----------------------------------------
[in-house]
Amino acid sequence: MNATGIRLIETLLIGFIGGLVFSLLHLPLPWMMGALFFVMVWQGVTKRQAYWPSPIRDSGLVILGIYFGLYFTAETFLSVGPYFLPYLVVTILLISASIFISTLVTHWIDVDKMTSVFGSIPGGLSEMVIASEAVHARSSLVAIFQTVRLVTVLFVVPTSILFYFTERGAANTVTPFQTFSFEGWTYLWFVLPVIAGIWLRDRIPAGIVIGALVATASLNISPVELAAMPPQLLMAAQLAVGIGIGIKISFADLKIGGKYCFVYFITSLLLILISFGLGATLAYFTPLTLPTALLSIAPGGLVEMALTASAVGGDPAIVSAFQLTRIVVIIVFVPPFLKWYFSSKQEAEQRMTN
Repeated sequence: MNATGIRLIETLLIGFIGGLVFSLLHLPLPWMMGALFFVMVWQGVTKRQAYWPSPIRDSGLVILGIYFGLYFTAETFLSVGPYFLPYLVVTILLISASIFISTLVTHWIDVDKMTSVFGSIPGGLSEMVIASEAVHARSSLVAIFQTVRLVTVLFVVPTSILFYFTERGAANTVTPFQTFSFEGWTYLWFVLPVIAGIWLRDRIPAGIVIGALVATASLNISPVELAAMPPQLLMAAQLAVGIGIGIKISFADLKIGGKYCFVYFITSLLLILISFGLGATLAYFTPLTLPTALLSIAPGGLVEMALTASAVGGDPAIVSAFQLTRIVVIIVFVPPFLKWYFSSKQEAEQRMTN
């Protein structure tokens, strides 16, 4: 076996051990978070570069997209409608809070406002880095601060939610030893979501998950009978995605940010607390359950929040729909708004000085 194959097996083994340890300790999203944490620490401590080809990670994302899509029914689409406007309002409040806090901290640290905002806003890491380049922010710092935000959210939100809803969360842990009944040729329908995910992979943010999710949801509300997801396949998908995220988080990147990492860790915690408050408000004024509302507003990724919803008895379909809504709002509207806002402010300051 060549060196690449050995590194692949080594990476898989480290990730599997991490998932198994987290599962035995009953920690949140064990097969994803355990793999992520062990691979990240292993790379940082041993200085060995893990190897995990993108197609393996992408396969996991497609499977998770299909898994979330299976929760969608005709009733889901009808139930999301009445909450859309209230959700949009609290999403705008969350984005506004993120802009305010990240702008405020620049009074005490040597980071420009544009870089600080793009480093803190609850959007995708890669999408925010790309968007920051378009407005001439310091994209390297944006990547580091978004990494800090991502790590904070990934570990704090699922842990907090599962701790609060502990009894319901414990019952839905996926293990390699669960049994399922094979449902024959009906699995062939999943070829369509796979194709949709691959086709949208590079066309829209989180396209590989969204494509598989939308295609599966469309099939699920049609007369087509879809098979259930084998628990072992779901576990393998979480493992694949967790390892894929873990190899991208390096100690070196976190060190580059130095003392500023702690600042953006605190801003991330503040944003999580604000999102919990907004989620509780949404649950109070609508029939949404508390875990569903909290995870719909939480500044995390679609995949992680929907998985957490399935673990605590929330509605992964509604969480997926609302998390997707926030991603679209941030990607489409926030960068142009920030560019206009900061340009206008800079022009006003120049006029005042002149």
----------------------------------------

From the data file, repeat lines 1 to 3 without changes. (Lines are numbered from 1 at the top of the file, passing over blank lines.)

[in-house]
Amino acid sequence: MNATGIRLIETLLIGFIGGLVFSLLHLPLPWMMGALFFVMVWQGVTKRQAYWPSPIRDSGLVILGIYFGLYFTAETFLSVGPYFLPYLVVTILLISASIFISTLVTHWIDVDKMTSVFGSIPGGLSEMVIASEAVHARSSLVAIFQTVRLVTVLFVVPTSILFYFTERGAANTVTPFQTFSFEGWTYLWFVLPVIAGIWLRDRIPAGIVIGALVATASLNISPVELAAMPPQLLMAAQLAVGIGIGIKISFADLKIGGKYCFVYFITSLLLILISFGLGATLAYFTPLTLPTALLSIAPGGLVEMALTASAVGGDPAIVSAFQLTRIVVIIVFVPPFLKWYFSSKQEAEQRMTN
Repeated sequence: MNATGIRLIETLLIGFIGGLVFSLLHLPLPWMMGALFFVMVWQGVTKRQAYWPSPIRDSGLVILGIYFGLYFTAETFLSVGPYFLPYLVVTILLISASIFISTLVTHWIDVDKMTSVFGSIPGGLSEMVIASEAVHARSSLVAIFQTVRLVTVLFVVPTSILFYFTERGAANTVTPFQTFSFEGWTYLWFVLPVIAGIWLRDRIPAGIVIGALVATASLNISPVELAAMPPQLLMAAQLAVGIGIGIKISFADLKIGGKYCFVYFITSLLLILISFGLGATLAYFTPLTLPTALLSIAPGGLVEMALTASAVGGDPAIVSAFQLTRIVVIIVFVPPFLKWYFSSKQEAEQRMTN